I despair of this latest episode of gestural theater designed to make the U.S. look exquisitely reasonable (should we call it “Jimmy-Cartesian”?), but which in truth results in the U.S. looking flaccid, or worse, complacent. After all, who gains from a presidential posture that has, in effect, stigmatized our most potent deterrent?
In terms of foreign policy—or, better put, foreign clout—the U.S. is going through a startling period of auto-emasculation. Barack Obama has discarded his predecessor’s big stick—the wielding of which should have confirmed the flaws not of big sticks but of his predecessor—and replaced it with a mission of almost messianic outreach to our foes and most adamant competitors (while, at the same time, snubbing allies like Britain, Israel and India…~Tunku Varadarajan
Shorter Varadarajan: The substance of Obama’s positions is unchanged from the previous administration, but it is imperative that I make him appear as a weak buffoon, so I will simply invent a complaint about entirely superficial appearances that mean nothing.
Varadarajan is just one among many conservatives thrown into apoplexy by basically nothing. He is different from most in that he acknowledges up front that he has no substantive disagreement with what Obama has done with respect to the Nuclear Posture Review, but proceeds to complain about “auto-emasculation” nonetheless. Obviously, some of this is just partisan and ideological opportunism. Republicans and mainstream conservatives destroyed their credibility on foreign policy and national security, they have done nothing to improve on the bad ideas and policies that helped destroy that credibility, and so they have to try to position themselves as opponents of a new Carter. They do this even though they have few grounds for any serious objections to what the administration has done, because it is crucial for them to re-establish the link in the minds of the public between Democratic Presidents and perceived or real weakness abroad. This will allow them to posture as the nationalist defenders of the country, which might be enough to make people forget their remarkable failures in the past.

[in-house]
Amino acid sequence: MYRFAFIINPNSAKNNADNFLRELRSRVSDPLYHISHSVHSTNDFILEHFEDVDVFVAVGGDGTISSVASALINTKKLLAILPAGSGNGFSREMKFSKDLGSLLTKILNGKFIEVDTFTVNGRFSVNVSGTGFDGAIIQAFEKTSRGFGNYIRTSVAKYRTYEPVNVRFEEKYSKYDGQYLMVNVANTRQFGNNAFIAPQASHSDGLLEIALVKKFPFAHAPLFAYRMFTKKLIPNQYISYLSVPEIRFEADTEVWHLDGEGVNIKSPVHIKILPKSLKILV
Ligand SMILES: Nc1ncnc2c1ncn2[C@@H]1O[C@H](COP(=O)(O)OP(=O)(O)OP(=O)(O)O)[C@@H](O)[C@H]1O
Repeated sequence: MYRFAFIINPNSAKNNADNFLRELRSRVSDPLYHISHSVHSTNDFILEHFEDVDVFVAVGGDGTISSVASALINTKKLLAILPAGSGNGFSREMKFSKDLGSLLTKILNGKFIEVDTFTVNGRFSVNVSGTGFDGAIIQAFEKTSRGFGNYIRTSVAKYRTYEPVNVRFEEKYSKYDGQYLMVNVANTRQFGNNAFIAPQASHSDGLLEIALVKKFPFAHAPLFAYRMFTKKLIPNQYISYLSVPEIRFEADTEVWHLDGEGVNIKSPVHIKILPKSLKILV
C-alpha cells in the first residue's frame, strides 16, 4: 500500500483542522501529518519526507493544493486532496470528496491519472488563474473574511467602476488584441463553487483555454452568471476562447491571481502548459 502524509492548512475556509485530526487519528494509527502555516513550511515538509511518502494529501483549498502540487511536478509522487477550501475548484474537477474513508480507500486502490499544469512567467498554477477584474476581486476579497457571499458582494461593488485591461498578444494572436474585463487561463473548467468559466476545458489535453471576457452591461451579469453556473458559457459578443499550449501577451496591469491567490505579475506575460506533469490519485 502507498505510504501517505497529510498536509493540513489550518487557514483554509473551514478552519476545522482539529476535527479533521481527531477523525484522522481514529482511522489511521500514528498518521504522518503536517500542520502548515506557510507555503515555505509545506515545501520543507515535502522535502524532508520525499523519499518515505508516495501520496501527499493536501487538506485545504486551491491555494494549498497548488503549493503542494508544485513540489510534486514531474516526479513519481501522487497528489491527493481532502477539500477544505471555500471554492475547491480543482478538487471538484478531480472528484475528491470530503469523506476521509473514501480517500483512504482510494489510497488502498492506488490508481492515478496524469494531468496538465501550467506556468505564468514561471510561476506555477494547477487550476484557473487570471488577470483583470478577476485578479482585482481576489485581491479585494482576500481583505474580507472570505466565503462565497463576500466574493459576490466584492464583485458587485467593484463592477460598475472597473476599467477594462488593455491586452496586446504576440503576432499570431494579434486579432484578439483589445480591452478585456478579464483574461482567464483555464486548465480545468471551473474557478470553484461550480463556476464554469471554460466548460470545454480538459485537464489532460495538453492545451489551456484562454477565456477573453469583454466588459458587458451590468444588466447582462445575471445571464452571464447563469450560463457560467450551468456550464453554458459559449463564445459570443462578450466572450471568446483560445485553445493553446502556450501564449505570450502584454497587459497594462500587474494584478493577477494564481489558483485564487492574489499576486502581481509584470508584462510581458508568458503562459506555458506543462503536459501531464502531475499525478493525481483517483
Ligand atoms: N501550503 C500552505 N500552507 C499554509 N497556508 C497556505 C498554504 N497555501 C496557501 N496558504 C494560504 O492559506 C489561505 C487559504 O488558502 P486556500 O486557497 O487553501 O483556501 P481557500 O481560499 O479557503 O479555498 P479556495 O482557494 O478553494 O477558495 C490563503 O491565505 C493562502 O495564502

These critics are laboring under the false impression that by constantly emphasizing their hawkishness and imputing to Obama a dovishness he does not possess that they will turn the public against him. Because Obama continues to be consistently “centrist” and relatively hawkish in his foreign policy, which is mostly a bad thing, he does not provide any real openings for legitimate hawkish criticism. So they are reduced to inventing the “apology tour,” simply lying about the “appeasement of Russia,” hallucinating a “soft” approach towards Iran, constructing a ludicrous narrative of hostility to allies and accommodation with enemies, and topping it off with the silly claim that Obama does not believe in American exceptionalism. Given enough time, I’m sure they will declare that Obama was somehow responsible for Bakiyev’s downfall in Kyrgyzstan and will accuse him of “undermining a critical ally in the war on Afghanistan.” Like all of these other things, this will be rubbish, but it is rubbish they can use.